George Judkins (1871 – 1958) Methodist reformer
From 1914 minister of the Ballarat Neil Street Methodist Church, George Judkins came to the forefront of the moral reform movement as successor to his more famous brother and throughout World War I was conspicuous in defence of God and country.
George Alfred Judkins was born on 13 March 1871 at Glendaruel, near Clunes. He probably attended Sheepwash (Tourello) School where his father was headteacher and his mother and eldest sister also taught.
After short trials as a local preacher at Coleraine and Katamatite he enrolled for theological studies at Queen’s College in 1892. His first appointment, in 1897, was to the raw Tasmanian mining town of Queenstown, where he practised an earnest open-air evangelism and supervised erection of the first church. His Victorian ministry followed, with short stays at Richmond (1899-1900), Yarram (1901-03), Bendigo (1904-07), Echuca (1908-10) and Horsham (1911-13).
From 1914 minister of the Ballarat Neil Street Methodist Church, Judkins came to the forefront of the moral reform movement as successor to his more famous brother and throughout World War I was conspicuous in defence of God and country.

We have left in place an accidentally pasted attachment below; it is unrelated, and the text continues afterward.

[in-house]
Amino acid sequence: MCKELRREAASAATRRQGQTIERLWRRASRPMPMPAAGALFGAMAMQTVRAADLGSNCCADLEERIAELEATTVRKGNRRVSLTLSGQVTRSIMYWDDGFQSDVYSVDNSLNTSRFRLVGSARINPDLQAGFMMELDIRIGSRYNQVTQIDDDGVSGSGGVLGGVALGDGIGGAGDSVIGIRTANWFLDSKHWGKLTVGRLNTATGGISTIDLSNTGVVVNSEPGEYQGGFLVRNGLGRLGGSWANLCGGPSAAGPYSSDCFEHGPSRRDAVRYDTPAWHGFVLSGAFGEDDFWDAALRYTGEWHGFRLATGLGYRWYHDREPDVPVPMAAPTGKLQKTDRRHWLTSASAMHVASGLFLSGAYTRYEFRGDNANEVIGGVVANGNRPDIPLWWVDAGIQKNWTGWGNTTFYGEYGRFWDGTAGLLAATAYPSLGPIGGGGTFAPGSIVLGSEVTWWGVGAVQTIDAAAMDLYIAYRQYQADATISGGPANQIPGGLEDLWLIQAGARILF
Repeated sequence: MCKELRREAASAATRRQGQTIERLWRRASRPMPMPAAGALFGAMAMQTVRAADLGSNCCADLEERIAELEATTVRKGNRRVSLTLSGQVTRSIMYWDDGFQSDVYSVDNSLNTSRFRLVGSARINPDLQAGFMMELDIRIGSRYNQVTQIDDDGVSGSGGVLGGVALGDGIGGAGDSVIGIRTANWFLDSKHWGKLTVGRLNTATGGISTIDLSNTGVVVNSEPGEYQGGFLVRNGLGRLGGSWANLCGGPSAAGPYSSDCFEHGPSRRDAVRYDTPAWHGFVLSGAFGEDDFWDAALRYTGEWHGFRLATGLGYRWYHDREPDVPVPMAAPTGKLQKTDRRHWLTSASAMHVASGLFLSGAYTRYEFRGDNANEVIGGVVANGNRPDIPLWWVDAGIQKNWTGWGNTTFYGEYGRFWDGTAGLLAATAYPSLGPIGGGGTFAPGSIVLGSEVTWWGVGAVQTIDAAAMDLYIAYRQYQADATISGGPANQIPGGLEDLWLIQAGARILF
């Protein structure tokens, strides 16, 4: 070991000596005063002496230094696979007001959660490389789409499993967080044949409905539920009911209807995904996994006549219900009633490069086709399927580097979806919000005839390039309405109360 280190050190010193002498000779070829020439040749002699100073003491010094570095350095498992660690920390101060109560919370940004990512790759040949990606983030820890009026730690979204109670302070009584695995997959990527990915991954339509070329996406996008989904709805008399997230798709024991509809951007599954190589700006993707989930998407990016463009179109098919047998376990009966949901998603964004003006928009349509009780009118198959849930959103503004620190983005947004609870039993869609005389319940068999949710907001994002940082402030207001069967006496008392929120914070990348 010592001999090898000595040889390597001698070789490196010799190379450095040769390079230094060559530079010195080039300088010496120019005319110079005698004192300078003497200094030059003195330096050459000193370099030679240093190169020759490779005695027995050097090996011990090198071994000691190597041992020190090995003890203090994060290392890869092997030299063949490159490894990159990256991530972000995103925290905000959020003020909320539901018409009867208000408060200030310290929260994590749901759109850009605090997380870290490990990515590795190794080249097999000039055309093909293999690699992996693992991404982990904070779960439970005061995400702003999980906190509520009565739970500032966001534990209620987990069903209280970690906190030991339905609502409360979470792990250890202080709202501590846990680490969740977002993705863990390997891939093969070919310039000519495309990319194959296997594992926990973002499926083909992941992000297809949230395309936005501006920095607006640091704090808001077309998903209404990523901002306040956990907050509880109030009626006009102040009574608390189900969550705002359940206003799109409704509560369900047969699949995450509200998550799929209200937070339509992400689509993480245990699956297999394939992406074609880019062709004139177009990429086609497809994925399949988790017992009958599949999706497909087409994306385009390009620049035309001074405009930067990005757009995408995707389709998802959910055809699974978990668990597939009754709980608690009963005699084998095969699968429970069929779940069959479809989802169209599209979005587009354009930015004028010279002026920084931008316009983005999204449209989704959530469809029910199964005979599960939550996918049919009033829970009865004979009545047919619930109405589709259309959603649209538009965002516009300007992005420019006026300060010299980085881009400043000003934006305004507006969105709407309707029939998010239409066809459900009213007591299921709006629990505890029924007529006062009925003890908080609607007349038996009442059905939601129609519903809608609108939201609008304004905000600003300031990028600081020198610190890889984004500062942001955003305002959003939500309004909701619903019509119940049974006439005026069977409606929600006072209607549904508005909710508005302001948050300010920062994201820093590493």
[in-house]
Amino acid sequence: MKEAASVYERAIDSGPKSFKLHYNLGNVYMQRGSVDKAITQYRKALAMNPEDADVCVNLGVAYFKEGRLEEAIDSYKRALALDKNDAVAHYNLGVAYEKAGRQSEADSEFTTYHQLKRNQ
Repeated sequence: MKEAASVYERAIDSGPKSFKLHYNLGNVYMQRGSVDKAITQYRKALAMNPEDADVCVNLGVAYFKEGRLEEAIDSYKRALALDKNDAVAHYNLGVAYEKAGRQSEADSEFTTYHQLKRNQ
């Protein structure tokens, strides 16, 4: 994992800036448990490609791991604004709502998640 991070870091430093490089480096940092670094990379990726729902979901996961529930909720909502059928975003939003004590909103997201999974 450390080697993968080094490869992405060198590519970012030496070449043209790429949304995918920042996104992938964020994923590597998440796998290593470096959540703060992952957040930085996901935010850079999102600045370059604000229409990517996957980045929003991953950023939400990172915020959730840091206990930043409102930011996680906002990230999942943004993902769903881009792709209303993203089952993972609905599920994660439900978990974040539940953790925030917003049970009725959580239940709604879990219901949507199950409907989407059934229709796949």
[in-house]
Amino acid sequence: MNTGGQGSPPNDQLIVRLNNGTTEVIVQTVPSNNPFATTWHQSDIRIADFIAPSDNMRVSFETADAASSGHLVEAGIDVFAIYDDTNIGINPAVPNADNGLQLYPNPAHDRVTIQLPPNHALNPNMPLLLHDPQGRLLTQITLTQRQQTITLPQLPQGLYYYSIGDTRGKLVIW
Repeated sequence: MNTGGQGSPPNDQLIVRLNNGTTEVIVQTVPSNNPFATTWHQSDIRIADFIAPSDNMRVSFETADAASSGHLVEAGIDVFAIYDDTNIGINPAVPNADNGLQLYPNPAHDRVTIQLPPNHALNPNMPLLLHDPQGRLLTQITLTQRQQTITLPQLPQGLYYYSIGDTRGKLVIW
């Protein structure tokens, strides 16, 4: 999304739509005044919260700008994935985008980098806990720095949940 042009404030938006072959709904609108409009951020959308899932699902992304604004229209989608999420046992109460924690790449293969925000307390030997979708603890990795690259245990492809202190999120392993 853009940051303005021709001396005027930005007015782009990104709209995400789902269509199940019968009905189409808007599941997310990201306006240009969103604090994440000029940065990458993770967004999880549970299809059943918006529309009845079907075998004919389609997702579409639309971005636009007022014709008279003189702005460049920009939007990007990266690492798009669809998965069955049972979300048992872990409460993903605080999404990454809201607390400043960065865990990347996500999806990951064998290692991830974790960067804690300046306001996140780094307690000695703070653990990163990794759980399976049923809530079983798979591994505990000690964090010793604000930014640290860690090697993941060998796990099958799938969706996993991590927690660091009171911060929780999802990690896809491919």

During the next fourteen years Judkins toured the State in a crusade against social evil. By a combination of fiery oratory and adroit lobbying of Spring-street politicians, he largely succeeded in preserving Victoria from the iniquities of the totalizator, the lottery, the immoral book and the ‘Continental Sunday’. At his election as president of the Victorian and Tasmanian Conference in 1937 he even dared to prophesy a spiritual revival to match the incipient economic recovery.
In 1939 ‘Juddy’, in poor health, resigned from the social services department, acting in retirement as chaplain to Epworth Hospital and as a pastor to congregations at Malvern and Canterbury. He was short and balding, with a square jaw and bristling moustache, his pulpit manner was fervent and pugnacious; yet he was loved as a kindly and understanding pastor. His marriage, to Aline May Giraoud at Richmond on 8 April 1901, was happy and Judkins was proud that their four children all ‘walked in the way of the truth’. Survived by his family he died at Box Hill on 8 October 1958 and was cremated.
Complete article : http://www.adb.online.anu.edu.au/biogs/A090727b.htm (start half way down the page)
His brother, William Judkins : https://atributetoaustralianchristians.wordpress.com/2010/10/28/william-judkins/
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